The permeation study through egg membrane was done as per the method reported by Mehdi Ansari et al.  and Giovanna Corti et al.  The data for egg membrane and cellulose nitrate membrane was given in [Table 2]. It was observed that the amount of drug permeated in both membranes was found to be higher for the pre-milled drug and HPH processed drug than the pure drug. Permeation through cellulose nitrate membrane shows better result when compared with egg membrane. The results can be considered as the evident for increase in release rate of the drug.
Dissolution rate enhancement is clearly observed for homogenized product in comparison of unprocessed atorvastatin. Dissolution profiles in acid and neutral media for unprocessed and processed particles are shown in [Figure 4] and [Figure 5]. On comparing the dissolution parameters, it was noticed that HPH processed drug showed a higher cumulative release (98.4% in neutral media and 45.6% in acid media), better dissolution efficiency, and less mean dissolution time than the marketed drug (81.22% and 22.1%), pre-milled drug (57.2% and 28.3%), and the pure drug (42.08% and 10.25%).
| Discussions|| |
The TGA results showed a weight loss of 4.46% for the commercial drug. The total weight loss corresponding to a water loss of about 4.46% is in agreement with stoichiometric value of a trihydrate. On the other hand, this weight loss was not seen for all processed particles. From these TGA results, it can be seen that commercial AC trihydrate was transformed to anhydrous from by the HPH process. In DSC curves of unprocessed atorvastatin, a broad endotherm ranging from 90 to 130° C indicating the loss of water and a sharp endotherm at 155.97° C might be due to the melting point of AC. However, no sharp endotherms were observed in the DSC curves for the nanoparticles obtained by HPH. These results indicate that atorvastatin is no longer present as a crystalline form when processed by HPH, but exists in the amorphous state. The energy requirement for the pure drug was about 188.54 mJ, whereas the HPH processed drug required only 37.26 mJ which shows the reduction in crystallinity of the pure drug. The saturation solubility results obtained in the study was in correlation with the results already reported by Kim et al. It is suggested that these dissolution behaviors of all processed particles might be due to the amorphous nature.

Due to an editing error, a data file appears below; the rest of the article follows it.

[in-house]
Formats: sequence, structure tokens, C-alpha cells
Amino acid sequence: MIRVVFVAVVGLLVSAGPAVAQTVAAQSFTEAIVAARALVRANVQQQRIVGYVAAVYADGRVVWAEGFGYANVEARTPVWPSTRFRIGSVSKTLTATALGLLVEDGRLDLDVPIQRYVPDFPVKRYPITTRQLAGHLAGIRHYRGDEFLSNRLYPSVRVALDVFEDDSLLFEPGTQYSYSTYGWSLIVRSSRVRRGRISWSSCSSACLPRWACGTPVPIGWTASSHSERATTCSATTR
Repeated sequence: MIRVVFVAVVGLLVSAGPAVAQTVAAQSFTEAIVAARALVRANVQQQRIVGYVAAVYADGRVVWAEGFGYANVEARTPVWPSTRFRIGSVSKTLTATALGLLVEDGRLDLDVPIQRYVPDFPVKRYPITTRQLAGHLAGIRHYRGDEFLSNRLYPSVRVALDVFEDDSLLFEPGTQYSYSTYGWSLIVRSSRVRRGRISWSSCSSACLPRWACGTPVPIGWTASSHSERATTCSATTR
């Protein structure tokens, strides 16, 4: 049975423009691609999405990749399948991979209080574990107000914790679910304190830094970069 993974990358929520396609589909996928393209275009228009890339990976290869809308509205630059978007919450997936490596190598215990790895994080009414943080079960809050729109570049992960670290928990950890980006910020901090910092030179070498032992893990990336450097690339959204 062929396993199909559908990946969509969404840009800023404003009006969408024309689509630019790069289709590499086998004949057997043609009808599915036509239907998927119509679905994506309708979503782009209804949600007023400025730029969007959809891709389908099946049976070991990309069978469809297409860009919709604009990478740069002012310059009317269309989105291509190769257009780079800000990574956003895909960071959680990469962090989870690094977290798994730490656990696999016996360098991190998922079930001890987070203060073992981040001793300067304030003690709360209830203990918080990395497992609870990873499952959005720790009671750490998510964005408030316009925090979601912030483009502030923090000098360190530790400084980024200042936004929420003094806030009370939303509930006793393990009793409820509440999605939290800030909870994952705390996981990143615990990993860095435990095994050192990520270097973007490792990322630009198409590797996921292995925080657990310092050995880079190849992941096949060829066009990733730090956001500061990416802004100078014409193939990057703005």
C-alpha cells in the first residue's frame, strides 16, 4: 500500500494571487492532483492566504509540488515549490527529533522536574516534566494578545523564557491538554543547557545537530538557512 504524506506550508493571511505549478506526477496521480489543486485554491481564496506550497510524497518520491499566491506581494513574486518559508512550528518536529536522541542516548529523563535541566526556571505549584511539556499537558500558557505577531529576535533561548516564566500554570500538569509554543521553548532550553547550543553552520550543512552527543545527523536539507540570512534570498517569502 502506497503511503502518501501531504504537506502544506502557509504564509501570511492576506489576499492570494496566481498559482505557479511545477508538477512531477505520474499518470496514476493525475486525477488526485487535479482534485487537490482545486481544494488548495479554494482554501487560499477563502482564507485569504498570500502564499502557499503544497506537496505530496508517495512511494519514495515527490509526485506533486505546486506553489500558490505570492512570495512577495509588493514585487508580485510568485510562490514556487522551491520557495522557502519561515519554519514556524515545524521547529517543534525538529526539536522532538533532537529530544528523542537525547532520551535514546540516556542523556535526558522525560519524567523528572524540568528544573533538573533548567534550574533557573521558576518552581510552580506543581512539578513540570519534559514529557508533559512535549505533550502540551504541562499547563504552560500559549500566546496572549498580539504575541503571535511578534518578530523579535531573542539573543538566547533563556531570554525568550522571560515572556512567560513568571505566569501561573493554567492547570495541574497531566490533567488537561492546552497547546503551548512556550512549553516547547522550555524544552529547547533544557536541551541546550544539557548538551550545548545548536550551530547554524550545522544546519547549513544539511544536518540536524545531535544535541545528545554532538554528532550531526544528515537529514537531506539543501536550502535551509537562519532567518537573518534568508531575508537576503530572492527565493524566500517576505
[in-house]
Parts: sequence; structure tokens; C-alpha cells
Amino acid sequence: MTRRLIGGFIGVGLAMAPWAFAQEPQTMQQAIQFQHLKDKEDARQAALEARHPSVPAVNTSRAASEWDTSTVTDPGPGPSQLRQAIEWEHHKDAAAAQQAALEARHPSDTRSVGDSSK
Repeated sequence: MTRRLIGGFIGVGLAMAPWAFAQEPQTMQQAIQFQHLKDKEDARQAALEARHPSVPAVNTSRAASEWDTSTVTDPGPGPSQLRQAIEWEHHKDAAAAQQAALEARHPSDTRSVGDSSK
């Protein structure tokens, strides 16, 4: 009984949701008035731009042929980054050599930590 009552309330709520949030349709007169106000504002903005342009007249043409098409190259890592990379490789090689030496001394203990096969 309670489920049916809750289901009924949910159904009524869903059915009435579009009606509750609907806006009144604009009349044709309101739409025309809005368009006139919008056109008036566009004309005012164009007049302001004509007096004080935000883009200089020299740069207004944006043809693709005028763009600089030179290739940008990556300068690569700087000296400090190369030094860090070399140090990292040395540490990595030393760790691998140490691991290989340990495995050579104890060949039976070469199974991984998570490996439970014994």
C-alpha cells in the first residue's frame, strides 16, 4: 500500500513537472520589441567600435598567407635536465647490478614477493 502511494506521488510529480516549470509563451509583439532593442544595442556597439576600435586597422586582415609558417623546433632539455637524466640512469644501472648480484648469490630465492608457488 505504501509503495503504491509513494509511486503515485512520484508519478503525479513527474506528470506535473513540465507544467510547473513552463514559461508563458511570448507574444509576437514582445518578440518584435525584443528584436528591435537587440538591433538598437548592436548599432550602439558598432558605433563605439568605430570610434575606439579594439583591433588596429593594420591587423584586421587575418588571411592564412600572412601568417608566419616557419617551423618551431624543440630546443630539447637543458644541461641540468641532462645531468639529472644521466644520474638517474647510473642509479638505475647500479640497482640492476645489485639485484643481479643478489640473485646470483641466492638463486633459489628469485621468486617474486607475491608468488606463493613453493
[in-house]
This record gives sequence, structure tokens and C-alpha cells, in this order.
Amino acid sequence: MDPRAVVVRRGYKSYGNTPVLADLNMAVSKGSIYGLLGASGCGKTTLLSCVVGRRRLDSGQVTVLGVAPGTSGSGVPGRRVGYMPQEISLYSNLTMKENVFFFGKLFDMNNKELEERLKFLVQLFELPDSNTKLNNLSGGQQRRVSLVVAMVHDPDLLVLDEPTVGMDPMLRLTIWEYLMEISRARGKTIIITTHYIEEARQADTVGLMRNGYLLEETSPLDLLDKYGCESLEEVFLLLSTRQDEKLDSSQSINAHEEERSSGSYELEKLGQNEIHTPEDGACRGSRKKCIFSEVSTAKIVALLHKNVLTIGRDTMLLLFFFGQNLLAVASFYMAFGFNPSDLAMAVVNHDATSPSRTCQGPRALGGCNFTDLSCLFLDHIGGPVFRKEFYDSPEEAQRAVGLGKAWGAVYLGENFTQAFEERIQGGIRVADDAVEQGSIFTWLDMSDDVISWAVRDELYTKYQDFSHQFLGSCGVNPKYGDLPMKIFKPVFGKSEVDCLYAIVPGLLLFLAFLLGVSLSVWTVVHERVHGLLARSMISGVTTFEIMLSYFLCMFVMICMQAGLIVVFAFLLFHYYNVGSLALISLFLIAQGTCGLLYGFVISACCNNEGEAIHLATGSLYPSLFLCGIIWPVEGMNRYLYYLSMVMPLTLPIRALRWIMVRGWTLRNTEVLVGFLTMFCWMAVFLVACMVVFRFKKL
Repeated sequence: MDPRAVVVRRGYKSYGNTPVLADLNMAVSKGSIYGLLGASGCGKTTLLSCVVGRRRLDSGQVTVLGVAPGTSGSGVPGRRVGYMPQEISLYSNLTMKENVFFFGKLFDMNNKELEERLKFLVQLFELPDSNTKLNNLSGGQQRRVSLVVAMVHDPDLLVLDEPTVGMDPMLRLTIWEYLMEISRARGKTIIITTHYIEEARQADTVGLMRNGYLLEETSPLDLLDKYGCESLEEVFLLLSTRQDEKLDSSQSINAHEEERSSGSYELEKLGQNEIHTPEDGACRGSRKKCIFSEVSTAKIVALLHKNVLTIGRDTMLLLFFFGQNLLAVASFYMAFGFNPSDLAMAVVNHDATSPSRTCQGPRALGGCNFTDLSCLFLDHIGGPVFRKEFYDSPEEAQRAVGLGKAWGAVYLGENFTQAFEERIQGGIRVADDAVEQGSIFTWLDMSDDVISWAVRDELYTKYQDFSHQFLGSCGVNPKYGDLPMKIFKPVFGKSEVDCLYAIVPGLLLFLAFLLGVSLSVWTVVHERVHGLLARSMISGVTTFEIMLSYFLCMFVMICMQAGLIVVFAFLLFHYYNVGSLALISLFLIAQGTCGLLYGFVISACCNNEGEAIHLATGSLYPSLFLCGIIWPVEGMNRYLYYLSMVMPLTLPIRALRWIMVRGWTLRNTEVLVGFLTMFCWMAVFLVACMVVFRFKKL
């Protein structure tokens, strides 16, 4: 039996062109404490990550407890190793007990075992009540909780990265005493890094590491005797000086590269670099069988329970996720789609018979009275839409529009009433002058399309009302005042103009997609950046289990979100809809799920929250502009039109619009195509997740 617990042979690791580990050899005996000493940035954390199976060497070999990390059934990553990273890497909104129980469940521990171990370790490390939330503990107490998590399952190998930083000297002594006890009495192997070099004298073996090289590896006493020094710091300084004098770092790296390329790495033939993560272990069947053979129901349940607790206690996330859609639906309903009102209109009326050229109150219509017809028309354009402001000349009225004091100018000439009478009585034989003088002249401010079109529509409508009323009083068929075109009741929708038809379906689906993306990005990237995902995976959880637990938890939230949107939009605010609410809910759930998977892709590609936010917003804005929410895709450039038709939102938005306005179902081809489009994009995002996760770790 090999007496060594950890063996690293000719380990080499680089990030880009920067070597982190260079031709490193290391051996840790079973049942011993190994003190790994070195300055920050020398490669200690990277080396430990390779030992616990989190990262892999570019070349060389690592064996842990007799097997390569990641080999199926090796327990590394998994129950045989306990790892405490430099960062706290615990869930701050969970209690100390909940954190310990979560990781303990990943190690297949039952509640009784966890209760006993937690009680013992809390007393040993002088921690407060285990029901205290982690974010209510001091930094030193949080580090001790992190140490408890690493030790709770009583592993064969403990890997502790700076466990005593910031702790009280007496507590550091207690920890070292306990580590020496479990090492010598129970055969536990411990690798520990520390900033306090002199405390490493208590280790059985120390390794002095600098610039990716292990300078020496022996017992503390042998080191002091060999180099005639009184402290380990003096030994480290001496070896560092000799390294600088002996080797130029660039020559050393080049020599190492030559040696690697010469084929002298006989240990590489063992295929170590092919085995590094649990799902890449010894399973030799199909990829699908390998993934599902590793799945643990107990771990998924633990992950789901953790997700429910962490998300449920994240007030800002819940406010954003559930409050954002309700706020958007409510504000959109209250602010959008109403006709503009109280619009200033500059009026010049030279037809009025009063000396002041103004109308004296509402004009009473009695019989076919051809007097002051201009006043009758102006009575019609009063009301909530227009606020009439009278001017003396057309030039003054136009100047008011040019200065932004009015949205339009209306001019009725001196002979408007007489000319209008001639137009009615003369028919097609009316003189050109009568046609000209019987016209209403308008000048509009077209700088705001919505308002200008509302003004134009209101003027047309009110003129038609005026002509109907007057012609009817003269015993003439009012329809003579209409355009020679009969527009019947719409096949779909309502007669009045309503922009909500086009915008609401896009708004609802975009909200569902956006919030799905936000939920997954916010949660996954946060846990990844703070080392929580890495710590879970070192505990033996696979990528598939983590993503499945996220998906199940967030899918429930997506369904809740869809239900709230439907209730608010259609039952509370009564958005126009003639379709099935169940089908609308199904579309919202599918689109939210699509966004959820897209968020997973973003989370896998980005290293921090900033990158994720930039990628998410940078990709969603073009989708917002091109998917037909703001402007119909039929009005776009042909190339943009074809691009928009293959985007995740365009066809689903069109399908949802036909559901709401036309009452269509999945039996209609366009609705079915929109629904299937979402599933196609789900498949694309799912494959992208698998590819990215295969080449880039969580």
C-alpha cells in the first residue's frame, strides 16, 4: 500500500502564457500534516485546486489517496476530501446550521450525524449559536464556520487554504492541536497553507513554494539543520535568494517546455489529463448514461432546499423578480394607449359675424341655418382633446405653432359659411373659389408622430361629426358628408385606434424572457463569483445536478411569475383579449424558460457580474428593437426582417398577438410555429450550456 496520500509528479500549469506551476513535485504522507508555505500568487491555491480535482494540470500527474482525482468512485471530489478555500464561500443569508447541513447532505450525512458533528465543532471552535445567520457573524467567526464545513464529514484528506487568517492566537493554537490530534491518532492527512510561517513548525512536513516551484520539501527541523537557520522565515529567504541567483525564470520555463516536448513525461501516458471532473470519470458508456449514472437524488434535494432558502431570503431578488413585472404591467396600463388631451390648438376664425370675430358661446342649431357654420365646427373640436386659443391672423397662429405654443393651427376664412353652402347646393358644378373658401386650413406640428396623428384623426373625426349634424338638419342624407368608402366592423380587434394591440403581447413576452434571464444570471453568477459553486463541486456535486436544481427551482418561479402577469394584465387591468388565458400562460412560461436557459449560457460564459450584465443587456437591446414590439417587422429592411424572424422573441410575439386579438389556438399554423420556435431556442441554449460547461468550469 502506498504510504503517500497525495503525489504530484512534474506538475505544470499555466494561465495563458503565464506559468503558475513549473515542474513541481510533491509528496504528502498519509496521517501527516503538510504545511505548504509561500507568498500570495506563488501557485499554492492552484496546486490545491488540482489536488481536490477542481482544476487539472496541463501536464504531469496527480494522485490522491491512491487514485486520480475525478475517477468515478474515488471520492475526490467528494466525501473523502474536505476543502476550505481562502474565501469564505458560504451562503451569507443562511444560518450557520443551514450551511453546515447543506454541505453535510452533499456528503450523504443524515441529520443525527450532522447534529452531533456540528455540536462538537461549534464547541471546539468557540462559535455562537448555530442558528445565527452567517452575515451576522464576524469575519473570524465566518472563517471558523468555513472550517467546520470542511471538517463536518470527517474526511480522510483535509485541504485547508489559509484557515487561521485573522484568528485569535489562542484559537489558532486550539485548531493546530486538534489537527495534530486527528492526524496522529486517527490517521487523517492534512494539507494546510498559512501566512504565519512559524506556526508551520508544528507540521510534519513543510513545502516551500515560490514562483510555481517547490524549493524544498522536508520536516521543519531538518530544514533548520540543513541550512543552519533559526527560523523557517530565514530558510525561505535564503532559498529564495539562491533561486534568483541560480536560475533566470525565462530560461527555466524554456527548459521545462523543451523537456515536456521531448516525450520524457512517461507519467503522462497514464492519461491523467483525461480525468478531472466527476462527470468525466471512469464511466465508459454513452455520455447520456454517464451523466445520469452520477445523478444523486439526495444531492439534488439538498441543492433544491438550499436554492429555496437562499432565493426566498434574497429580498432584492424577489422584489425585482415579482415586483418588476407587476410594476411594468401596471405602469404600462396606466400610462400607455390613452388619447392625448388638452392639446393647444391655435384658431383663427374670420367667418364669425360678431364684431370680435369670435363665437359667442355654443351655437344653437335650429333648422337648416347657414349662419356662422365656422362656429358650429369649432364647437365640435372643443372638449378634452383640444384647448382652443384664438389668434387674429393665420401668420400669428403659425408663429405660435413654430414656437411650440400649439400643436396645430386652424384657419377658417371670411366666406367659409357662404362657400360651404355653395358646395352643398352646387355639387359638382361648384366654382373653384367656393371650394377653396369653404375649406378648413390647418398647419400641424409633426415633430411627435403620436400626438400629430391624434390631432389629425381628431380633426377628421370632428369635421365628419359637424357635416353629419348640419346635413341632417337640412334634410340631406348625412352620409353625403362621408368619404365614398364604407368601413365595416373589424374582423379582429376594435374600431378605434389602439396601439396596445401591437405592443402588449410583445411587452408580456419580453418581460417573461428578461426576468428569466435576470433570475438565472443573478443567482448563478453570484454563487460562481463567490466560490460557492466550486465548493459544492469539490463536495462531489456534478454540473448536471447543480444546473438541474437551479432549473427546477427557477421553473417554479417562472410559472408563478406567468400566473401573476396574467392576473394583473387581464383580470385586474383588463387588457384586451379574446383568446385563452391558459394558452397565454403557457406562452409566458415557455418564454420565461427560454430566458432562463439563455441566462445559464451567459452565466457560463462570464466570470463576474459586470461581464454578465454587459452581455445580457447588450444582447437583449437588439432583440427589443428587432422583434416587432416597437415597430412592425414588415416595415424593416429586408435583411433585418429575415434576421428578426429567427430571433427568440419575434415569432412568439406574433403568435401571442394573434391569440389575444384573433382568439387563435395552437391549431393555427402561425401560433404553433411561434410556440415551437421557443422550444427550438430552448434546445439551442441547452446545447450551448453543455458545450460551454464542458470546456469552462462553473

[Table 1] shows the results of size analysis following the different size reduction steps and indicates that the low pressure pre-milling homogenization cycles are not sufficient for adequate particle size reduction achievement as they only yield a small percentage of sub-micrometer sized particles. High pressure homogenization cycles were found necessary in that regard, yielding a nanoparticle population with a d (v; 0.5) around 450 nm. The zeta potential analysis which is indicative of the stability of the prepared nanosuspensions showed a value of about ?33 mV which shows that the suspension will be stable enough for a long term. [Table 2] shows the permeability and wettability data of the pure drug in comparison with the pre-milled drug and the HPH processed drug. It was clear from the results that the permeability of the drug and the wettability has been increased significantly. This increase may lead to improved absorption in vivo. The dissolution profiles obtained in the study clearly gives indication about the enhancement of solubility of the pure drug by using this technology. The HPH processed drug showed a cumulative release of about 98.4% at the end of 1 h, whereas the cumulative release of the pure drug and the marketed sample was only about 42% and 81%, respectively. The increased dissolution rate can be explained by reduced particles size of nanoparticles. The high pressure homogenization process decreased the size of solid particles to the nanometer scale and simultaneously increased the surface area of particles significantly which led to the increase in the dissolution.
| Conclusions|| |
In this study, AC nanosuspensions were successfully prepared by high pressure homogenization and were evaluated for its physicochemical properties. The physicochemical characterization showed that crystalline atorvastatin was converted to amorphous form and exhibited enhanced dissolution rate and high saturation solubility due to its amorphous nature, in comparison with crystalline atorvastatin. The increase in drug dissolution rate and solubility can be expected to have a significant impact on the oral bioavailability of the drug. This study demonstrated the usefulness of the high pressure homogenization technique as a method of enhancing the dissolution of poorly soluble drug-like AC.
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Department of Pharmaceutics, KMCH College of Pharmacy, Coimbatore - 641 048
[Figure 1], [Figure 2], [Figure 3], [Figure 4], [Figure 5]
[Table 1], [Table 2]